Now the character of Rose is one of the most complex and challenging in musical theatre, and I truly believe that the right to play such a role needs to be earned by a seasoned and truly remarkable actress who can then justify such a casting with a performance of epic proportions. Okay, so I may be going I little over the top, but I'm not exaggerating when I say that Caroline O'Connor suits the domineering Rose incredibly well, and deserves all praise due to her. She truly is sublime as the pushy stage mother, carting her children across America in search of fame and success. Not only this, but O'Connor is vocally superb in all of her challenging musical numbers, with show stopping performance of 'Rose's Turn'. I found the breath taken from me as she completely embodied Rose and excellently portrayed her breakdown onstage. An absolute powerhouse of a performance, from a truly glorious actress.

There was also a fantastic onstage relationship between O'Connor and David Fleeshman, who plays Herbie, Rose's love interest and the children's agent. Whilst Fleeshman's American accent was noticeably weak, his acting most certainly made up for it. Heartwarming, endearing and lovable, your heart breaks along with his when Herbie comes to the realisation that Rose will never truly be able to love him more than show business.
Victoria Hamilton-Barritt is cast in the role of Louise, and plays the transition from the shy, innocent, vulnerable Louise we see in Act One's 'Little Lamb' to the headstrong, self-assured, successful and independent Gypsy Rose Lee in Act Two's 'Let Me Entertain You' beautifully. Hamilton-Barritt is exceptionally talented and at times steals the show when O'Connor is not onstage.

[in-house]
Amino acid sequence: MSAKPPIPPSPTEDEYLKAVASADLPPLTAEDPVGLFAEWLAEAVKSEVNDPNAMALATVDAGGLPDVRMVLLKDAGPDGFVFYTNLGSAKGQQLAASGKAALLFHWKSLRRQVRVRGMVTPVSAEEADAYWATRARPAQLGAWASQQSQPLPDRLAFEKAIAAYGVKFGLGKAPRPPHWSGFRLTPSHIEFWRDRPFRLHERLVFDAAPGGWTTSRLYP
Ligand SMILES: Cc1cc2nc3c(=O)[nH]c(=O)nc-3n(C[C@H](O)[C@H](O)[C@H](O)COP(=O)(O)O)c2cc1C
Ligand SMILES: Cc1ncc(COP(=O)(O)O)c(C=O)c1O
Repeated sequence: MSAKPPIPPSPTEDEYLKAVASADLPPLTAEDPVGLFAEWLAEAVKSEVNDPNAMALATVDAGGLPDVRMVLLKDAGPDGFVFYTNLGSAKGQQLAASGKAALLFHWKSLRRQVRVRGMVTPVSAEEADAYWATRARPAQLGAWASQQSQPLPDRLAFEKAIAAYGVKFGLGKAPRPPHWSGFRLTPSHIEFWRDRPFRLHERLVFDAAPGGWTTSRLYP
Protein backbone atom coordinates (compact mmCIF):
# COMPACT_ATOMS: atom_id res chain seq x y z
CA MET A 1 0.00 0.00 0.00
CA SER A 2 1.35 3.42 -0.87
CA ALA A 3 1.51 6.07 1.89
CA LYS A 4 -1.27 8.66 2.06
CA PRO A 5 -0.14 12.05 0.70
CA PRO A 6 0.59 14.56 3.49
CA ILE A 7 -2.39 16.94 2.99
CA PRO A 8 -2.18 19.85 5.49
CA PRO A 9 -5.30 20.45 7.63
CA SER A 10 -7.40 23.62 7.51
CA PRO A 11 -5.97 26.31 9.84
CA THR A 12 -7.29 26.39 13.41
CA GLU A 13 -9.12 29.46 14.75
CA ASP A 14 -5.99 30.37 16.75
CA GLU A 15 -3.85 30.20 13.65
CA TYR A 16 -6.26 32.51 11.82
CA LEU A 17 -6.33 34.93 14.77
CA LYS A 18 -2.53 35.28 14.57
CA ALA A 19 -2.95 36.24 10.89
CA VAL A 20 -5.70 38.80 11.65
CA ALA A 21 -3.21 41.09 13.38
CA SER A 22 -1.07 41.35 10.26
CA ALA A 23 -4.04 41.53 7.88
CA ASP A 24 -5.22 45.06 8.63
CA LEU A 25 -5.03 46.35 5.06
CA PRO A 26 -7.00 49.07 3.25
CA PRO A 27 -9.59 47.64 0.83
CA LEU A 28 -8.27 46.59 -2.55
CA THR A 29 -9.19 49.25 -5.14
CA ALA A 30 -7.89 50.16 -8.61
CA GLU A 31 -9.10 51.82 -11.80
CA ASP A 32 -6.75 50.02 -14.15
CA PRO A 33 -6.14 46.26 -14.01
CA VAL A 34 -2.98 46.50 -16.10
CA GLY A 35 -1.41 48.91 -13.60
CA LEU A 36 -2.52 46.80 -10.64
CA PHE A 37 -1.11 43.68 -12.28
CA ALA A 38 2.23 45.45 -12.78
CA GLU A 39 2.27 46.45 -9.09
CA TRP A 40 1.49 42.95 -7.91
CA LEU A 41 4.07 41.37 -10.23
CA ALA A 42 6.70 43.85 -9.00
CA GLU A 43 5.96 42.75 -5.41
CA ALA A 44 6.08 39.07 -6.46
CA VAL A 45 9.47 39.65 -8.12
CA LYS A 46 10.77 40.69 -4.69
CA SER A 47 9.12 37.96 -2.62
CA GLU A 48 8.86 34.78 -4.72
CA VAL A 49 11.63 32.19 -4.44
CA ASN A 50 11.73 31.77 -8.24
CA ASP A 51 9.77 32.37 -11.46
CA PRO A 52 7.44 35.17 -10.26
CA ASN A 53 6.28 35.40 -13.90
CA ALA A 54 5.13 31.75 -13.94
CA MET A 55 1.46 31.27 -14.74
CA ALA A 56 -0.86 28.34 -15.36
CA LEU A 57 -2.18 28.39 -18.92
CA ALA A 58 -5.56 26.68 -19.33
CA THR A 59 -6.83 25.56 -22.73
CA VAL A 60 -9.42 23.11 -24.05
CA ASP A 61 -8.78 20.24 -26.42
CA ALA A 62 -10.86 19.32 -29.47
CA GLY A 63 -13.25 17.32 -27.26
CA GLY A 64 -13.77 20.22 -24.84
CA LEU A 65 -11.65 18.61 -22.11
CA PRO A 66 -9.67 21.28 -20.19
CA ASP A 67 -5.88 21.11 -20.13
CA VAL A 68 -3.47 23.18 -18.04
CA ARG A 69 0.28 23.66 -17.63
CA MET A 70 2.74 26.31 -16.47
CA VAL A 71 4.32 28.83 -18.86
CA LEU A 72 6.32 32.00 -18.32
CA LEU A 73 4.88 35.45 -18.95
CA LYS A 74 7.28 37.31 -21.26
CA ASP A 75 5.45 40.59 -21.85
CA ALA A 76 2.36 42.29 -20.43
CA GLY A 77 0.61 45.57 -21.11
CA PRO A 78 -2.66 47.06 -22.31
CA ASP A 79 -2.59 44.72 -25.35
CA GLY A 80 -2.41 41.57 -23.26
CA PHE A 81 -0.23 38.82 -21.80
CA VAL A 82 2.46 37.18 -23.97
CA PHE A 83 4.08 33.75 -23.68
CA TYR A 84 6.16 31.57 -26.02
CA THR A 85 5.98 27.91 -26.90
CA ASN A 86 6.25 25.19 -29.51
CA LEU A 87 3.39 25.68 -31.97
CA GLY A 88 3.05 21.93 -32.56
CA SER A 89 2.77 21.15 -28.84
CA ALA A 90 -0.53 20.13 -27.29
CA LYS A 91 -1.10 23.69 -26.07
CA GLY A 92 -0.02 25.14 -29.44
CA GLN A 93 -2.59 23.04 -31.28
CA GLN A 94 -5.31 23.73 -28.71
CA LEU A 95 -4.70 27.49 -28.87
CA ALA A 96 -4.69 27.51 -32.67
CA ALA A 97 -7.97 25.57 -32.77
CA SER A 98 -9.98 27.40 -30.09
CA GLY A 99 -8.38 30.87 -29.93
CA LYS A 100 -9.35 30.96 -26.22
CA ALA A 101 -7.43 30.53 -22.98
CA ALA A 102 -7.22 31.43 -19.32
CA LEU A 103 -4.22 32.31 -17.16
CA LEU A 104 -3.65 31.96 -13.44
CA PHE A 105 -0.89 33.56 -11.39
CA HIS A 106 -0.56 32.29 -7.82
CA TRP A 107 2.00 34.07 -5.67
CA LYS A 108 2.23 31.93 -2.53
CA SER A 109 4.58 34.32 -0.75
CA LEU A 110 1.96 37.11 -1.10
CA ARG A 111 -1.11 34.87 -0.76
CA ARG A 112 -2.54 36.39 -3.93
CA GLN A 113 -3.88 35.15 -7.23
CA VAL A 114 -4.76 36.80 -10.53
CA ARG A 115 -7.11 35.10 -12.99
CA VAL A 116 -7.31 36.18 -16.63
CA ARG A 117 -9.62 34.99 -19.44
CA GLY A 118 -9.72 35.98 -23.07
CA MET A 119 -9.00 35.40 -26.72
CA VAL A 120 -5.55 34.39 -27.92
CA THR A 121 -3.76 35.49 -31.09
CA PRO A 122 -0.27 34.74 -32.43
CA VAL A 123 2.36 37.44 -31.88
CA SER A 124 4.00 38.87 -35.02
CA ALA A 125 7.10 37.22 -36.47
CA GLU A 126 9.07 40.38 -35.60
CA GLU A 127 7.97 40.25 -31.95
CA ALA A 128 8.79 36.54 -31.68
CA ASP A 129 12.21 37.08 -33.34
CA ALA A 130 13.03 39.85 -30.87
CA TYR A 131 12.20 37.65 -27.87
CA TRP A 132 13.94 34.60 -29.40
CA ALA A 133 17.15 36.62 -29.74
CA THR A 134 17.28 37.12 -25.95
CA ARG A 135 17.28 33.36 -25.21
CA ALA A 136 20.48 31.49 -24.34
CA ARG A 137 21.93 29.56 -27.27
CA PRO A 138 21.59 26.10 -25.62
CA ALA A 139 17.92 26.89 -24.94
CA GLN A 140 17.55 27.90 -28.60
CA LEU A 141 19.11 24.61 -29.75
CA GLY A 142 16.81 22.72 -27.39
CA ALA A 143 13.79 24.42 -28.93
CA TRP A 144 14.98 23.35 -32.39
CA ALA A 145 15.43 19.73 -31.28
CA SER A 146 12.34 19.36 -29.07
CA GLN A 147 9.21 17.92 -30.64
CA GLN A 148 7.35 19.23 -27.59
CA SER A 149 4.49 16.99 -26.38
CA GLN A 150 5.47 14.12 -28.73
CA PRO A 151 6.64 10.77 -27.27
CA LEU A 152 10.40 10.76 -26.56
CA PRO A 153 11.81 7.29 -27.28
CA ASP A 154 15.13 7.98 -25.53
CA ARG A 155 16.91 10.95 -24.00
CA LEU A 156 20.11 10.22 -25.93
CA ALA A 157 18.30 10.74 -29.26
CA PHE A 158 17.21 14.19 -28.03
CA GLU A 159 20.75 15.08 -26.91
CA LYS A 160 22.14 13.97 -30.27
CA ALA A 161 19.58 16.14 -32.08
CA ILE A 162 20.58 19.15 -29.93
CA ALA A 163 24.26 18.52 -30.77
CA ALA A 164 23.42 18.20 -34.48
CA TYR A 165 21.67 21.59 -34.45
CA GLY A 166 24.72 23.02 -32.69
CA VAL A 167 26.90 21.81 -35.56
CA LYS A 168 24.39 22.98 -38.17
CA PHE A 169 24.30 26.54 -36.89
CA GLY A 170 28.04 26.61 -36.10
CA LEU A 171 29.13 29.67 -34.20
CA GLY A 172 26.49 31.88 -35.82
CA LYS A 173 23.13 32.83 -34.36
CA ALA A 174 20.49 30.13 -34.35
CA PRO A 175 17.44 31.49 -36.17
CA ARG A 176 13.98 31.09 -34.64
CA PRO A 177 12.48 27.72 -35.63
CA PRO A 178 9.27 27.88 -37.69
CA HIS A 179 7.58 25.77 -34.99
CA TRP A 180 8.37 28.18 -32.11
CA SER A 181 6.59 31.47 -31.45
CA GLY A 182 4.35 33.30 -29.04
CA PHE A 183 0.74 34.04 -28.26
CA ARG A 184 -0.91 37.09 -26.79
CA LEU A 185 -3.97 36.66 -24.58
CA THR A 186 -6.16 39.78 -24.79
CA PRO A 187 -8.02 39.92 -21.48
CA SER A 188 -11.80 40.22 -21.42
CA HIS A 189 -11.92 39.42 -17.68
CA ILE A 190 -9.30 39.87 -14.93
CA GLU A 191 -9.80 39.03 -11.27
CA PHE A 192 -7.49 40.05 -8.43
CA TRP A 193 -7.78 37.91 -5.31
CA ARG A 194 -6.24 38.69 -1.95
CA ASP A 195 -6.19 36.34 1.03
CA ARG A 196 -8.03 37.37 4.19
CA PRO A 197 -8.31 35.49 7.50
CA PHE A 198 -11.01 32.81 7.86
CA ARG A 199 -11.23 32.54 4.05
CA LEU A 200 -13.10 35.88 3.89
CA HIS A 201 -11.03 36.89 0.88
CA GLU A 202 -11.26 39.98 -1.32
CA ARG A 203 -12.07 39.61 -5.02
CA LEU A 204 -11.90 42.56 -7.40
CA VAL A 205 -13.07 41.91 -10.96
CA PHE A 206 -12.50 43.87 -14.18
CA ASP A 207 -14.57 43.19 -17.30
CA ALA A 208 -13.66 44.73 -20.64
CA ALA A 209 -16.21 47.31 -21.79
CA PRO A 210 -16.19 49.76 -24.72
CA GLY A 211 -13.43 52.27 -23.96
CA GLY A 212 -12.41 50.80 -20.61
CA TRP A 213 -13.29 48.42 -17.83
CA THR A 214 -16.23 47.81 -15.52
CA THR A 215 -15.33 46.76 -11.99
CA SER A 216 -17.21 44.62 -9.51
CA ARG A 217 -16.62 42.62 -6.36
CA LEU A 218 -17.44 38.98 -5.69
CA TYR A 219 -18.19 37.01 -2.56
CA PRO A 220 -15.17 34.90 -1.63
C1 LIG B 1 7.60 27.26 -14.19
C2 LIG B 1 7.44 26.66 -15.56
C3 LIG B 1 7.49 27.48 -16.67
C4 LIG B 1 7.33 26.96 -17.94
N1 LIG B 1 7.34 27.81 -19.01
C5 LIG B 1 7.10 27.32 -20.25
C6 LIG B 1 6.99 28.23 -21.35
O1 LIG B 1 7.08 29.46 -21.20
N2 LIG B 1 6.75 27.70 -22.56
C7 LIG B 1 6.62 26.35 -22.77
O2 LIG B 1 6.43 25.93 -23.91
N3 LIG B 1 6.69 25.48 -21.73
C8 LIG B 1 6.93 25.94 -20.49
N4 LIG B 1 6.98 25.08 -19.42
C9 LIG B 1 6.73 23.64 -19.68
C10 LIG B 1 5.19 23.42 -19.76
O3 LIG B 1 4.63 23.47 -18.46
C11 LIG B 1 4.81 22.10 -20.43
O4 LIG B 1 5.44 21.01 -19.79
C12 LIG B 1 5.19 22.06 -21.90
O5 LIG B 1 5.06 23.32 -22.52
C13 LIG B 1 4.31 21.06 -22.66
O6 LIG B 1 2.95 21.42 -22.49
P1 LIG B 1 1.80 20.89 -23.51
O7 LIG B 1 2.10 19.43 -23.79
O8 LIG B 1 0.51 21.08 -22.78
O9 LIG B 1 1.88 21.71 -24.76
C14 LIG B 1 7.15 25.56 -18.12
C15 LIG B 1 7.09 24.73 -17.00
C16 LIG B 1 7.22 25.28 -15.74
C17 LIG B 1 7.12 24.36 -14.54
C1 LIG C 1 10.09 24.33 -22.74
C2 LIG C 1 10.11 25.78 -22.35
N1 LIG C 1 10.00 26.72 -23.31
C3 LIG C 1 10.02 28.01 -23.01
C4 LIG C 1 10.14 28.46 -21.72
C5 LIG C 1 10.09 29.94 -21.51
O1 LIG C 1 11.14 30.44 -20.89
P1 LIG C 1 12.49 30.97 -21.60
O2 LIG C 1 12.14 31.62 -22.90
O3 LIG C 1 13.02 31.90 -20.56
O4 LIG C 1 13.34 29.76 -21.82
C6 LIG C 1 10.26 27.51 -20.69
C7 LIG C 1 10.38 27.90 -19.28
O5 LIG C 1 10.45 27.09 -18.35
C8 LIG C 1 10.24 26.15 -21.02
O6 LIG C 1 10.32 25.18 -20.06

Credit must also be given to the highly talented supporting cast, who interchange roles seamlessly. Daisy Maywood is incredibly talented in the role of Dainty June, and whilst her stage time is rather limited, she performs her songs and choreography very well. Particular mention though, should be given to the trio of Geraldine Fitzgerald, Jane Fowler and Lucinda Shaw, whose hilarious performances in the comedy number 'You Gotta Get A Gimmick' is easily one of the highlights of the show. However, I can't finish without giving a special mention to the extremely talented children in the show, playing Baby June, young Louise and the rest of the children in Rose's troupe. They deal well with opening the show, handling some tricky choreography from David Needham with great flair and gusto.

Overall, I'm giving this revival of Gypsy four stars out of five. The set design may be a little lacking, but the casting is perfect and this is an opportunity to see a truly talented group of performers in one of musical theatre's finest shows, at a wonderful theatre. Perhaps the second act is stronger than the first, but this is where the transition of Louise to Gypsy occurs and the catharsis is played out. The production is running at the Curve Theatre in Leicester until the 15th April, so there's not much time left, but if you can, I really urge you to book tickets and see this show.

Photography by Catherine Ashmore and Pamela Raith

1 comment:

  1. Update: Thanks to my new Twitter widget you can follow the responses to my blog from the professional theatre world. I'll be retweeting all of the comments I get on Twitter via my own account so you can see who has been reading!